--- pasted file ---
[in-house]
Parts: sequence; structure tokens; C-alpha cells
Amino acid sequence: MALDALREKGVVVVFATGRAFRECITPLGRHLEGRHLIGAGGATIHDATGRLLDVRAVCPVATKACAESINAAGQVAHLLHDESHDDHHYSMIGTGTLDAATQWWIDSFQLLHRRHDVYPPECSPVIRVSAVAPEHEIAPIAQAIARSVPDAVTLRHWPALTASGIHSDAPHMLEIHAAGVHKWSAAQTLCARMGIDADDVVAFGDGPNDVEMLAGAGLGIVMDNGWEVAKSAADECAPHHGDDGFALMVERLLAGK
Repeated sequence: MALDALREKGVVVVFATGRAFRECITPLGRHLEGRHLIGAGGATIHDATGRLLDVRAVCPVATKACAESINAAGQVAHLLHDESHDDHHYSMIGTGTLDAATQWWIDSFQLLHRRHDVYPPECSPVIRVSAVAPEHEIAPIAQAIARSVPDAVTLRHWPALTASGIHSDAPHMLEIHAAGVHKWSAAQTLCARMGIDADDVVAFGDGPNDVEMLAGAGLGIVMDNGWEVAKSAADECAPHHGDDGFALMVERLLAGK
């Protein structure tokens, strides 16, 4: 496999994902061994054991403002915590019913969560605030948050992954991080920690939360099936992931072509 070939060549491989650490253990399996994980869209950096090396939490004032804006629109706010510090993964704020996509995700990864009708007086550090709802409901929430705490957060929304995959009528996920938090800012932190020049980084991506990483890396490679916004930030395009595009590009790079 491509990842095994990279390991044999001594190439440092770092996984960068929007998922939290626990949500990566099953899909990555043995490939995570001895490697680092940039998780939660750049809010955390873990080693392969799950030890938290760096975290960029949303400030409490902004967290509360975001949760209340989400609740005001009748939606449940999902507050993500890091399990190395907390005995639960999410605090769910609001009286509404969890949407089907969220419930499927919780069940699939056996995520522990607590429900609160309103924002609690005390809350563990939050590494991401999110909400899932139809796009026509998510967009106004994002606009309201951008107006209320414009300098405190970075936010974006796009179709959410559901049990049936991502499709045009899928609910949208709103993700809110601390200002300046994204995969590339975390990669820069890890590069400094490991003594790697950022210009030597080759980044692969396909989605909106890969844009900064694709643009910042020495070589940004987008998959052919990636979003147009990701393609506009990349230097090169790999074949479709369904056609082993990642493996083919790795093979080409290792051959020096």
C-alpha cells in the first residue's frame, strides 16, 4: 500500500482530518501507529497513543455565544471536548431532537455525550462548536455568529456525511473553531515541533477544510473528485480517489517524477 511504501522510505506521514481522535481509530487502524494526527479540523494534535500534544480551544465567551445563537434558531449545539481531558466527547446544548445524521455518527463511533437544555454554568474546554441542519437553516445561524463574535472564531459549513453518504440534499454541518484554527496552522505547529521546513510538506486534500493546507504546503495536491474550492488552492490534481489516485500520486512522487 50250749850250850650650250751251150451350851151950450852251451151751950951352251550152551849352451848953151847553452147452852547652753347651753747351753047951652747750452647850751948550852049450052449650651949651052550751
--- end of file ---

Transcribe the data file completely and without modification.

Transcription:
[in-house]
Parts: sequence; structure tokens; C-alpha cells
Amino acid sequence: MALDALREKGVVVVFATGRAFRECITPLGRHLEGRHLIGAGGATIHDATGRLLDVRAVCPVATKACAESINAAGQVAHLLHDESHDDHHYSMIGTGTLDAATQWWIDSFQLLHRRHDVYPPECSPVIRVSAVAPEHEIAPIAQAIARSVPDAVTLRHWPALTASGIHSDAPHMLEIHAAGVHKWSAAQTLCARMGIDADDVVAFGDGPNDVEMLAGAGLGIVMDNGWEVAKSAADECAPHHGDDGFALMVERLLAGK
Repeated sequence: MALDALREKGVVVVFATGRAFRECITPLGRHLEGRHLIGAGGATIHDATGRLLDVRAVCPVATKACAESINAAGQVAHLLHDESHDDHHYSMIGTGTLDAATQWWIDSFQLLHRRHDVYPPECSPVIRVSAVAPEHEIAPIAQAIARSVPDAVTLRHWPALTASGIHSDAPHMLEIHAAGVHKWSAAQTLCARMGIDADDVVAFGDGPNDVEMLAGAGLGIVMDNGWEVAKSAADECAPHHGDDGFALMVERLLAGK
């Protein structure tokens, strides 16, 4: 496999994902061994054991403002915590019913969560605030948050992954991080920690939360099936992931072509 070939060549491989650490253990399996994980869209950096090396939490004032804006629109706010510090993964704020996509995700990864009708007086550090709802409901929430705490957060929304995959009528996920938090800012932190020049980084991506990483890396490679916004930030395009595009590009790079 491509990842095994990279390991044999001594190439440092770092996984960068929007998922939290626990949500990566099953899909990555043995490939995570001895490697680092940039998780939660750049809010955390873990080693392969799950030890938290760096975290960029949303400030409490902004967290509360975001949760209340989400609740005001009748939606449940999902507050993500890091399990190395907390005995639960999410605090769910609001009286509404969890949407089907969220419930499927919780069940699939056996995520522990607590429900609160309103924002609690005390809350563990939050590494991401999110909400899932139809796009026509998510967009106004994002606009309201951008107006209320414009300098405190970075936010974006796009179709959410559901049990049936991502499709045009899928609910949208709103993700809110601390200002300046994204995969590339975390990669820069890890590069400094490991003594790697950022210009030597080759980044692969396909989605909106890969844009900064694709643009910042020495070589940004987008998959052919990636979003147009990701393609506009990349230097090169790999074949479709369904056609082993990642493996083919790795093979080409290792051959020096």
C-alpha cells in the first residue's frame, strides 16, 4: 500500500482530518501507529497513543455565544471536548431532537455525550462548536455568529456525511473553531515541533477544510473528485480517489517524477 511504501522510505506521514481522535481509530487502524494526527479540523494534535500534544480551544465567551445563537434558531449545539481531558466527547446544548445524521455518527463511533437544555454554568474546554441542519437553516445561524463574535472564531459549513453518504440534499454541518484554527496552522505547529521546513510538506486534500493546507504546503495536491474550492488552492490534481489516485500520486512522487 50250749850250850650650250751251150451350851151950450852251451151751950951352251550152551849352451848953151847553452147452852547652753347651753747351753047951652747750452647850751948550852049450052449650651949651052550751